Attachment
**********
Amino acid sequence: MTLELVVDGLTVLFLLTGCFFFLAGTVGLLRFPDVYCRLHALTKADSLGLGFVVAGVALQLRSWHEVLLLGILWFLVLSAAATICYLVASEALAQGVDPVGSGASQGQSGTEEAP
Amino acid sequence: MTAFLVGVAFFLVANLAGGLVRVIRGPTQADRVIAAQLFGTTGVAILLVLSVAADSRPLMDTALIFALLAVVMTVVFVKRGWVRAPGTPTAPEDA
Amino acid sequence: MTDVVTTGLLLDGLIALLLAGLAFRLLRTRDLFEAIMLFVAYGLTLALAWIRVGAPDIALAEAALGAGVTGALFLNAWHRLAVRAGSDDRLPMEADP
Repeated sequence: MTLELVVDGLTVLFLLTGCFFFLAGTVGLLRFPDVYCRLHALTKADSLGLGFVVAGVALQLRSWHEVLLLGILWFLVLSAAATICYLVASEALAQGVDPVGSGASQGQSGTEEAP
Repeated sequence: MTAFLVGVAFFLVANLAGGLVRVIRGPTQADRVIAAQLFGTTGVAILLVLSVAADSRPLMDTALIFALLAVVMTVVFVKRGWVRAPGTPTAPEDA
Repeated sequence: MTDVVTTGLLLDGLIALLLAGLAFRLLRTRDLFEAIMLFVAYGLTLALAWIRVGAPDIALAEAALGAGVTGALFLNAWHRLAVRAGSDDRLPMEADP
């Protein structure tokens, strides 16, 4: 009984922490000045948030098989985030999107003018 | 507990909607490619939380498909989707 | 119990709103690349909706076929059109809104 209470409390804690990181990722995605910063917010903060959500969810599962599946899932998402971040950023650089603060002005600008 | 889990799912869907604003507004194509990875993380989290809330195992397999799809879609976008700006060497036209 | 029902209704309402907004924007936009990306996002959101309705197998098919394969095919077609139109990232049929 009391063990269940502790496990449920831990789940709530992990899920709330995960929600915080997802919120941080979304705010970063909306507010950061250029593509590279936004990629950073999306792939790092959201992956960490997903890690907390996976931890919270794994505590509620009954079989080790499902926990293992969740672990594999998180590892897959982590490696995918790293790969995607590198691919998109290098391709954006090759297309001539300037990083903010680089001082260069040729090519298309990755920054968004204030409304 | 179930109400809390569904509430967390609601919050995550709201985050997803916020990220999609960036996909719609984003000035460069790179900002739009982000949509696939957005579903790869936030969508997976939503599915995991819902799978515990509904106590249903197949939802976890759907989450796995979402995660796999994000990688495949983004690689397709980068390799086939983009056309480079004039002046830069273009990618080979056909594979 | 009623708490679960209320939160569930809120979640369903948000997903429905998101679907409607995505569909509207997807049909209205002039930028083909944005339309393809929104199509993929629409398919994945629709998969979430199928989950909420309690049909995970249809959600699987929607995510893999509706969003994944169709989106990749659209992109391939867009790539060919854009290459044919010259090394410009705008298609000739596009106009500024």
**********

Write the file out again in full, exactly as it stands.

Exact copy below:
Amino acid sequence: MTLELVVDGLTVLFLLTGCFFFLAGTVGLLRFPDVYCRLHALTKADSLGLGFVVAGVALQLRSWHEVLLLGILWFLVLSAAATICYLVASEALAQGVDPVGSGASQGQSGTEEAP
Amino acid sequence: MTAFLVGVAFFLVANLAGGLVRVIRGPTQADRVIAAQLFGTTGVAILLVLSVAADSRPLMDTALIFALLAVVMTVVFVKRGWVRAPGTPTAPEDA
Amino acid sequence: MTDVVTTGLLLDGLIALLLAGLAFRLLRTRDLFEAIMLFVAYGLTLALAWIRVGAPDIALAEAALGAGVTGALFLNAWHRLAVRAGSDDRLPMEADP
Repeated sequence: MTLELVVDGLTVLFLLTGCFFFLAGTVGLLRFPDVYCRLHALTKADSLGLGFVVAGVALQLRSWHEVLLLGILWFLVLSAAATICYLVASEALAQGVDPVGSGASQGQSGTEEAP
Repeated sequence: MTAFLVGVAFFLVANLAGGLVRVIRGPTQADRVIAAQLFGTTGVAILLVLSVAADSRPLMDTALIFALLAVVMTVVFVKRGWVRAPGTPTAPEDA
Repeated sequence: MTDVVTTGLLLDGLIALLLAGLAFRLLRTRDLFEAIMLFVAYGLTLALAWIRVGAPDIALAEAALGAGVTGALFLNAWHRLAVRAGSDDRLPMEADP
């Protein structure tokens, strides 16, 4: 009984922490000045948030098989985030999107003018 | 507990909607490619939380498909989707 | 119990709103690349909706076929059109809104 209470409390804690990181990722995605910063917010903060959500969810599962599946899932998402971040950023650089603060002005600008 | 889990799912869907604003507004194509990875993380989290809330195992397999799809879609976008700006060497036209 | 029902209704309402907004924007936009990306996002959101309705197998098919394969095919077609139109990232049929 009391063990269940502790496990449920831990789940709530992990899920709330995960929600915080997802919120941080979304705010970063909306507010950061250029593509590279936004990629950073999306792939790092959201992956960490997903890690907390996976931890919270794994505590509620009954079989080790499902926990293992969740672990594999998180590892897959982590490696995918790293790969995607590198691919998109290098391709954006090759297309001539300037990083903010680089001082260069040729090519298309990755920054968004204030409304 | 179930109400809390569904509430967390609601919050995550709201985050997803916020990220999609960036996909719609984003000035460069790179900002739009982000949509696939957005579903790869936030969508997976939503599915995991819902799978515990509904106590249903197949939802976890759907989450796995979402995660796999994000990688495949983004690689397709980068390799086939983009056309480079004039002046830069273009990618080979056909594979 | 009623708490679960209320939160569930809120979640369903948000997903429905998101679907409607995505569909509207997807049909209205002039930028083909944005339309393809929104199509993929629409398919994945629709998969979430199928989950909420309690049909995970249809959600699987929607995510893999509706969003994944169709989106990749659209992109391939867009790539060919854009290459044919010259090394410009705008298609000739596009106009500024």